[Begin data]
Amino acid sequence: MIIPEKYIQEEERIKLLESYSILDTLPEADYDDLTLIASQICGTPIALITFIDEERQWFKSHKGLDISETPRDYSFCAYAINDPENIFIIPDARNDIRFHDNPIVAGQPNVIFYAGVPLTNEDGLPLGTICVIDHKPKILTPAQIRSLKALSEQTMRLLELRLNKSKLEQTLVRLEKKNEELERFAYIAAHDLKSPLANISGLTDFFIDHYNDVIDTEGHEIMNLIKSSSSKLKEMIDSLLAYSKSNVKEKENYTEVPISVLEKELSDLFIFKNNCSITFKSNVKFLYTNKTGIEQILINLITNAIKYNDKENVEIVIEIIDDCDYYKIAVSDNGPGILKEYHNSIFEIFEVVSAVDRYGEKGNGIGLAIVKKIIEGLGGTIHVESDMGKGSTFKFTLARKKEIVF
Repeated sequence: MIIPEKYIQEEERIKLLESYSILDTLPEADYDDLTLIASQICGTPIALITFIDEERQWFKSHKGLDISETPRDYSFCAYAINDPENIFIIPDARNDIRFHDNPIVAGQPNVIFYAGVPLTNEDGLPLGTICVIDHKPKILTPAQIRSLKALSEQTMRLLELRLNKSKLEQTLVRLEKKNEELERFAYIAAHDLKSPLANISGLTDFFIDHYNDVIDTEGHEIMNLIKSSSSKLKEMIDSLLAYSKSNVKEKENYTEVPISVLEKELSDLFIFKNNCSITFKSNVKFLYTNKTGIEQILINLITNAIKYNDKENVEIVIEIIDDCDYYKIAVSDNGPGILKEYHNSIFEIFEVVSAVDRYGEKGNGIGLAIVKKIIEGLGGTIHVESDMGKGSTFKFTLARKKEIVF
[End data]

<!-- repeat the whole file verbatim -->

Amino acid sequence: MIIPEKYIQEEERIKLLESYSILDTLPEADYDDLTLIASQICGTPIALITFIDEERQWFKSHKGLDISETPRDYSFCAYAINDPENIFIIPDARNDIRFHDNPIVAGQPNVIFYAGVPLTNEDGLPLGTICVIDHKPKILTPAQIRSLKALSEQTMRLLELRLNKSKLEQTLVRLEKKNEELERFAYIAAHDLKSPLANISGLTDFFIDHYNDVIDTEGHEIMNLIKSSSSKLKEMIDSLLAYSKSNVKEKENYTEVPISVLEKELSDLFIFKNNCSITFKSNVKFLYTNKTGIEQILINLITNAIKYNDKENVEIVIEIIDDCDYYKIAVSDNGPGILKEYHNSIFEIFEVVSAVDRYGEKGNGIGLAIVKKIIEGLGGTIHVESDMGKGSTFKFTLARKKEIVF
Repeated sequence: MIIPEKYIQEEERIKLLESYSILDTLPEADYDDLTLIASQICGTPIALITFIDEERQWFKSHKGLDISETPRDYSFCAYAINDPENIFIIPDARNDIRFHDNPIVAGQPNVIFYAGVPLTNEDGLPLGTICVIDHKPKILTPAQIRSLKALSEQTMRLLELRLNKSKLEQTLVRLEKKNEELERFAYIAAHDLKSPLANISGLTDFFIDHYNDVIDTEGHEIMNLIKSSSSKLKEMIDSLLAYSKSNVKEKENYTEVPISVLEKELSDLFIFKNNCSITFKSNVKFLYTNKTGIEQILINLITNAIKYNDKENVEIVIEIIDDCDYYKIAVSDNGPGILKEYHNSIFEIFEVVSAVDRYGEKGNGIGLAIVKKIIEGLGGTIHVESDMGKGSTFKFTLARKKEIVF